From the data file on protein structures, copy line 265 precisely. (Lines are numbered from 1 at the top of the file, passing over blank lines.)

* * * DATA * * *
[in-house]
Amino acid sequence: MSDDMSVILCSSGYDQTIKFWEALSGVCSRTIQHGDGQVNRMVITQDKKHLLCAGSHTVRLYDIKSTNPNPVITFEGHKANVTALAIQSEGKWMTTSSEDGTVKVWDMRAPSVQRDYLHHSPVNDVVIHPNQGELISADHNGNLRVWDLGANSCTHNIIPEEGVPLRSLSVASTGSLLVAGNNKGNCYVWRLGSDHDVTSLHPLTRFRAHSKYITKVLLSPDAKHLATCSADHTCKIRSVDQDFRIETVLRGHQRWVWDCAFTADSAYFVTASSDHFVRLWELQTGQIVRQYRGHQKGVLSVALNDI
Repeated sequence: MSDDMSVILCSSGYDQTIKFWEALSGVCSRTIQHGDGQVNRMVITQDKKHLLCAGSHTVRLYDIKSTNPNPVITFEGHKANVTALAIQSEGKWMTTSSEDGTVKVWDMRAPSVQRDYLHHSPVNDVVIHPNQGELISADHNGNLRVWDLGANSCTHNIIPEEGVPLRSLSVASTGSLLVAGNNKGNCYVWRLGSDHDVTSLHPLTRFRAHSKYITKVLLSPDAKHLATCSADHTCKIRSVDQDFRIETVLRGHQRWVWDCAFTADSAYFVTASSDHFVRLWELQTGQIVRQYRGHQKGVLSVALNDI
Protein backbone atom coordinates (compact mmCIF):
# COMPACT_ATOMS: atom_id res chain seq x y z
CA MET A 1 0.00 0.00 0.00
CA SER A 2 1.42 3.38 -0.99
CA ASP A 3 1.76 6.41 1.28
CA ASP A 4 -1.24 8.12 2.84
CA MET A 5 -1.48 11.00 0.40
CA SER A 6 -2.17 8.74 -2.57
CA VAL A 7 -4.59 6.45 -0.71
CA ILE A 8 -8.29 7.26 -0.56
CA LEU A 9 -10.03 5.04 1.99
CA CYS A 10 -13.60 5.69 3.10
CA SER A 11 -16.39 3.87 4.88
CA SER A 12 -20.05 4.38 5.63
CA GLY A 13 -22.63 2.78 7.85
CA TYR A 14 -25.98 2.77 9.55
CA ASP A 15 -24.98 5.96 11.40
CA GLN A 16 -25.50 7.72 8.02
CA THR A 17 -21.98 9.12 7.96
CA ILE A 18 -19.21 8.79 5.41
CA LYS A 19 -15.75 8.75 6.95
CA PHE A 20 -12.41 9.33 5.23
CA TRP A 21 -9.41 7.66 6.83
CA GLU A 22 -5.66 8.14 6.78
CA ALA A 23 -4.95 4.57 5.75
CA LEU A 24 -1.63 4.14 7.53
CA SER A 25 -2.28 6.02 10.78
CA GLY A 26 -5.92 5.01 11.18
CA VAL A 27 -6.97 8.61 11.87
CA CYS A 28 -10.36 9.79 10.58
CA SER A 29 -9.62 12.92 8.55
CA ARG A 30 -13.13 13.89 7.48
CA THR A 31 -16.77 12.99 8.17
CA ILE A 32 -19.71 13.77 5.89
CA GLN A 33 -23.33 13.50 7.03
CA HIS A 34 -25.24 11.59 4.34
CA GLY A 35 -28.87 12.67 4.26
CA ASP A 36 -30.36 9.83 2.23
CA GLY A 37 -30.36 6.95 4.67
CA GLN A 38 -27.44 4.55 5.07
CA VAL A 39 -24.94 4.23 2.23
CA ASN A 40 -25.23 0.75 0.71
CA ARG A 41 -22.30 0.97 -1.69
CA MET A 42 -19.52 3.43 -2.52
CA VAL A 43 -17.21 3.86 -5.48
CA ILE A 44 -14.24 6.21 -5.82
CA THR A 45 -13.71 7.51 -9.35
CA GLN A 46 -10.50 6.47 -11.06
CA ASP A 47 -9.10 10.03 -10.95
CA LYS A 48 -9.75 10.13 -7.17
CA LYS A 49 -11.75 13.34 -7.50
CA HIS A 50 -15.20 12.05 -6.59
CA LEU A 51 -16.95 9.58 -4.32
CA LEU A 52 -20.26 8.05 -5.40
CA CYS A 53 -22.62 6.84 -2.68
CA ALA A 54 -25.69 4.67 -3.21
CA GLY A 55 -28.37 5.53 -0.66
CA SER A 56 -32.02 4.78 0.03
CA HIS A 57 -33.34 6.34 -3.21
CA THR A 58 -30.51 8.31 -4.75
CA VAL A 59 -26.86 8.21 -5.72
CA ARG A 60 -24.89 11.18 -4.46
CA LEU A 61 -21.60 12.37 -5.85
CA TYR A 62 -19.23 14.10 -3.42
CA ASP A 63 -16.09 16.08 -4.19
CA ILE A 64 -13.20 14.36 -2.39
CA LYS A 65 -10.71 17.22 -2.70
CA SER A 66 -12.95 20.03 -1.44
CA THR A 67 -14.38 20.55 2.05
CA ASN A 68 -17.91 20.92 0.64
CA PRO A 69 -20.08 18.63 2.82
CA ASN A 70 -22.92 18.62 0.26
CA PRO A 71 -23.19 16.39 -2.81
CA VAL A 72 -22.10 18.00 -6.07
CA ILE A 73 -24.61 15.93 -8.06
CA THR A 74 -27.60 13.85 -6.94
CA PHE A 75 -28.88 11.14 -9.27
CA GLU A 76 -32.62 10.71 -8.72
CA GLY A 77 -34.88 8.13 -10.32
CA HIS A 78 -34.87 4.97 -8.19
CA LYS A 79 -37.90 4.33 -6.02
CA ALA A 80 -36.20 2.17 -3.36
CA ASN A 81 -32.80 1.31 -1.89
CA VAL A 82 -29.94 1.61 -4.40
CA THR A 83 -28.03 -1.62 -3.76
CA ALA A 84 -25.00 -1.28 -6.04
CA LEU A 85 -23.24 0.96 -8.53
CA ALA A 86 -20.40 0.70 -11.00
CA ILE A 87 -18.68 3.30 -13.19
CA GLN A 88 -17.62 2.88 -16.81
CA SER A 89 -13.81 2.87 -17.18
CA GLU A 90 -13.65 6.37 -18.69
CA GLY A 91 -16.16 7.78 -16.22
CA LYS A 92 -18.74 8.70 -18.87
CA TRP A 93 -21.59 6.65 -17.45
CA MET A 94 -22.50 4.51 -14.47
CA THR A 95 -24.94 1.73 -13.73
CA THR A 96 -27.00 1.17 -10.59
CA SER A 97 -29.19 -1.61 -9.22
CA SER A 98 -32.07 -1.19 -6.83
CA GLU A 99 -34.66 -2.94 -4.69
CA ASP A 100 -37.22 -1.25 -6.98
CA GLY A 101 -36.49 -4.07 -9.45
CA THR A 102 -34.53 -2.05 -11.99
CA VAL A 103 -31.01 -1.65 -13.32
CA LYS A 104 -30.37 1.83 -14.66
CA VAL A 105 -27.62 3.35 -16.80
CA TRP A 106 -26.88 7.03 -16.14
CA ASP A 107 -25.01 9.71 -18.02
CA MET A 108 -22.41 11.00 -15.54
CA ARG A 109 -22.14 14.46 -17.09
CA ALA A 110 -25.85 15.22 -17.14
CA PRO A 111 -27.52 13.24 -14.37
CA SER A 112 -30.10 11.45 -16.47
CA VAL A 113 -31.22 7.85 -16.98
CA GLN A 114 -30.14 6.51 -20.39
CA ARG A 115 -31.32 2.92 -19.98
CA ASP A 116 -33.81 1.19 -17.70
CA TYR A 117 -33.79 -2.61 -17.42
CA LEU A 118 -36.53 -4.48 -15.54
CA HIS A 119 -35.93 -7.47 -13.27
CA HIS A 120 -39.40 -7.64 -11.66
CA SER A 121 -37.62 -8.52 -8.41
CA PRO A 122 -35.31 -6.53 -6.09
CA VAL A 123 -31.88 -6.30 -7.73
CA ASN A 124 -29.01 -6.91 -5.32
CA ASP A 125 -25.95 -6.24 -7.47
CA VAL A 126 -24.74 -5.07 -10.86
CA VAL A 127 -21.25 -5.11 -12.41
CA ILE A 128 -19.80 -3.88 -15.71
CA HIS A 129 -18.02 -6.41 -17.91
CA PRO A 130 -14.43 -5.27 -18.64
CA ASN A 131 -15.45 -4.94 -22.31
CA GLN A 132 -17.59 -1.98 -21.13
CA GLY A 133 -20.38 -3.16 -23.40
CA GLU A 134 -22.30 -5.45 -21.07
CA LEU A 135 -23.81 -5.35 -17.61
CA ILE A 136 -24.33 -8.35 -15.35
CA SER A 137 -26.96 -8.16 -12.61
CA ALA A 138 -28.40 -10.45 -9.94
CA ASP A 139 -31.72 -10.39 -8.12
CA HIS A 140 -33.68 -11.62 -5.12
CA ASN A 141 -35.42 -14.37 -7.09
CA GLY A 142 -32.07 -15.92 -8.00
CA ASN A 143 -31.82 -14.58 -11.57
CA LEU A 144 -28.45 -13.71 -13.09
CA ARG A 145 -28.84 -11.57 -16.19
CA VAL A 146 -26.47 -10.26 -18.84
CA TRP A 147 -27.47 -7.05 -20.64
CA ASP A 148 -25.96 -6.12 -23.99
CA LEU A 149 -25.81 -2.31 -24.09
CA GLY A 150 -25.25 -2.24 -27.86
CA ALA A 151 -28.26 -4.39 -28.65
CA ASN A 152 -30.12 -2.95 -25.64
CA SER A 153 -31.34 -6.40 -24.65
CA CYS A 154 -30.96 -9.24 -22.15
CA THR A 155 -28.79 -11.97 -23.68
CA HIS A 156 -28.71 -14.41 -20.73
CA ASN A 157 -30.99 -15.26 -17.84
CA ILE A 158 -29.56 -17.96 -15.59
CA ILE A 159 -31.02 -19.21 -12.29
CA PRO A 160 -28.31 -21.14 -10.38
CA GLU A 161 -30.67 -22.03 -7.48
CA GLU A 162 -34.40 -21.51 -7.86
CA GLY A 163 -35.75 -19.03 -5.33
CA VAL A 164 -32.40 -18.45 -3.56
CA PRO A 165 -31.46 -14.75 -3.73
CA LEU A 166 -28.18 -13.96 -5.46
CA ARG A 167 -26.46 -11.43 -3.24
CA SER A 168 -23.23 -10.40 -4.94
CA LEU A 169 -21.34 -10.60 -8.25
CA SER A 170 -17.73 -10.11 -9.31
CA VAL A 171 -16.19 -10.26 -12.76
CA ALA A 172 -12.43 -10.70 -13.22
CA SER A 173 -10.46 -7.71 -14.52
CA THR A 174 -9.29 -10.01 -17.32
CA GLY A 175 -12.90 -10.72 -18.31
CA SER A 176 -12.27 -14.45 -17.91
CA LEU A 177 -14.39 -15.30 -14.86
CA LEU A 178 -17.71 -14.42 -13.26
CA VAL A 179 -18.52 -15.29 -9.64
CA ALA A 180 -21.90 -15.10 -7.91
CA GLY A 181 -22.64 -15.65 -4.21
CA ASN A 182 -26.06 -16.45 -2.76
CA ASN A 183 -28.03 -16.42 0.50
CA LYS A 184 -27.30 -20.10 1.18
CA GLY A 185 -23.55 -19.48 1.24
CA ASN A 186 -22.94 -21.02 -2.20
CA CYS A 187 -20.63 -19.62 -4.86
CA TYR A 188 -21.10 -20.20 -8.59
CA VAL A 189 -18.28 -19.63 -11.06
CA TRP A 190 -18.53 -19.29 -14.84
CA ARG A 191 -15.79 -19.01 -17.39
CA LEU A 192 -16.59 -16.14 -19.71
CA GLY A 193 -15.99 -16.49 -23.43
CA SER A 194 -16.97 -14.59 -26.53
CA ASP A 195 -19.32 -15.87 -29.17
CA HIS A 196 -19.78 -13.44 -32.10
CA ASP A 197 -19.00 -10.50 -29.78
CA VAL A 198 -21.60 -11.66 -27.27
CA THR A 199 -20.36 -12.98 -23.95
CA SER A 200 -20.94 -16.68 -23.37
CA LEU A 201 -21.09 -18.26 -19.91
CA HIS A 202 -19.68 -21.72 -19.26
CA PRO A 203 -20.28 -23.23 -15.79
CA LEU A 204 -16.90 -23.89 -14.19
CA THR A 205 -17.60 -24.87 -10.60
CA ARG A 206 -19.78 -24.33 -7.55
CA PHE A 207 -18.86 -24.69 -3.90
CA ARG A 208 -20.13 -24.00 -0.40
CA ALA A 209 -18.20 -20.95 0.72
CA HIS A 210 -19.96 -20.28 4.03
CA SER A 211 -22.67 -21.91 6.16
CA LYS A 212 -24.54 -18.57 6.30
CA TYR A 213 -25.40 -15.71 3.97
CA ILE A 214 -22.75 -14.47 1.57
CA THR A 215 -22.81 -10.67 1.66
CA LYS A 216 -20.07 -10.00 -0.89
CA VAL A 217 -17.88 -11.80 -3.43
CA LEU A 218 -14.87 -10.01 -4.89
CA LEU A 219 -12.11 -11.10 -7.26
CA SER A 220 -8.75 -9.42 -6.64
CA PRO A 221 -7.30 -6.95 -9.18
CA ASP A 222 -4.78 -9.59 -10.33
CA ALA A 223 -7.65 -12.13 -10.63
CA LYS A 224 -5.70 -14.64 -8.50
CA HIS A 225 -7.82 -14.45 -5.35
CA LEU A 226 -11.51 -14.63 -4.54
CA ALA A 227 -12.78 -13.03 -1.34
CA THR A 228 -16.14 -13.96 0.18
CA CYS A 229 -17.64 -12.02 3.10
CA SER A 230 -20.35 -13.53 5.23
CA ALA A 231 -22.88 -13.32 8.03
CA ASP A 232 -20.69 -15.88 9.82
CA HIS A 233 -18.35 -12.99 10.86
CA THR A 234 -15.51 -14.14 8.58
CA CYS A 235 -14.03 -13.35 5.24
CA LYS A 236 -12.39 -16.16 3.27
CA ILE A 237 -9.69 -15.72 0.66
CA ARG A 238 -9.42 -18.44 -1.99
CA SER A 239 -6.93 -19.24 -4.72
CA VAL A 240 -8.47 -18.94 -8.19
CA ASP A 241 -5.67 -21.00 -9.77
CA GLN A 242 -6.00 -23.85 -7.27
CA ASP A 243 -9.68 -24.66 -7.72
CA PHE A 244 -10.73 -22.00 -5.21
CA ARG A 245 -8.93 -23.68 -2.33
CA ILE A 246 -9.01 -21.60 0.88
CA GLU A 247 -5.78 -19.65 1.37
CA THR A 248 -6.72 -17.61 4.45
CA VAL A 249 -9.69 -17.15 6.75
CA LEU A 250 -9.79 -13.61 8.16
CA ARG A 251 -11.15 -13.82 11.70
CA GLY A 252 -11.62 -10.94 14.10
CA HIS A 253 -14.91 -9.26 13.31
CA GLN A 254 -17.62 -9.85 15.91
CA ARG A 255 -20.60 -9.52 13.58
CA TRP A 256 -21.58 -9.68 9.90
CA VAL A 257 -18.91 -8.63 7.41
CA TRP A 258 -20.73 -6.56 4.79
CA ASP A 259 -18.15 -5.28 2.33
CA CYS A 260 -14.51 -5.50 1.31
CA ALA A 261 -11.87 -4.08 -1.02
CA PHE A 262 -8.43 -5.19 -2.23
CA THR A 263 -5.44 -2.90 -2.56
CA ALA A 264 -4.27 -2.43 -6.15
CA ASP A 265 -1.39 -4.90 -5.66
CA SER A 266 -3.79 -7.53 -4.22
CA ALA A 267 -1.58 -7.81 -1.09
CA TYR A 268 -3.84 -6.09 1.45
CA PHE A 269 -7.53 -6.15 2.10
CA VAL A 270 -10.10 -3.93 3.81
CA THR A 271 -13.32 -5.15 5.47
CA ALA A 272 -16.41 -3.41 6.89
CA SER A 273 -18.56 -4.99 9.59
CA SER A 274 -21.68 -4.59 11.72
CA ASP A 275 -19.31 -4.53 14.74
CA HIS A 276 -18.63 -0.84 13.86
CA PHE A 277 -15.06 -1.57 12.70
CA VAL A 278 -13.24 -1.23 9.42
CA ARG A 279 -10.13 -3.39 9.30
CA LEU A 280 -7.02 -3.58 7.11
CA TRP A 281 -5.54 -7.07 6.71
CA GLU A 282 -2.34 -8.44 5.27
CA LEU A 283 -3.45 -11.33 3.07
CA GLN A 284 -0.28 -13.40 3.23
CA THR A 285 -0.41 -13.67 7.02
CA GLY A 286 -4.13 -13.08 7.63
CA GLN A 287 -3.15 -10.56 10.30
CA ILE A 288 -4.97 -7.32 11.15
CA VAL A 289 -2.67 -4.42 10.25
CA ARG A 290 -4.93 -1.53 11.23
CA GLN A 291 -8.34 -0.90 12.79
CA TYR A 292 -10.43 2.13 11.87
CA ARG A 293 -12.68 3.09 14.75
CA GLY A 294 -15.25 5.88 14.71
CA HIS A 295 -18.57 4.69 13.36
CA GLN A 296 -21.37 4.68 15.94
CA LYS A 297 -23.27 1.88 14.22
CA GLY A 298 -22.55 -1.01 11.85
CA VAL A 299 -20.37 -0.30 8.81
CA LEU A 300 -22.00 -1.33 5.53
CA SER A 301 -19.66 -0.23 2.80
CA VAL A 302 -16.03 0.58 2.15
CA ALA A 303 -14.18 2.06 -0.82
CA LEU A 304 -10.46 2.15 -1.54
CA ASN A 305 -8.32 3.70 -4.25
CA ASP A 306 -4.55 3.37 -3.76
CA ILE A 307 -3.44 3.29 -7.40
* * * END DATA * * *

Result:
CA CYS A 260 -14.51 -5.50 1.31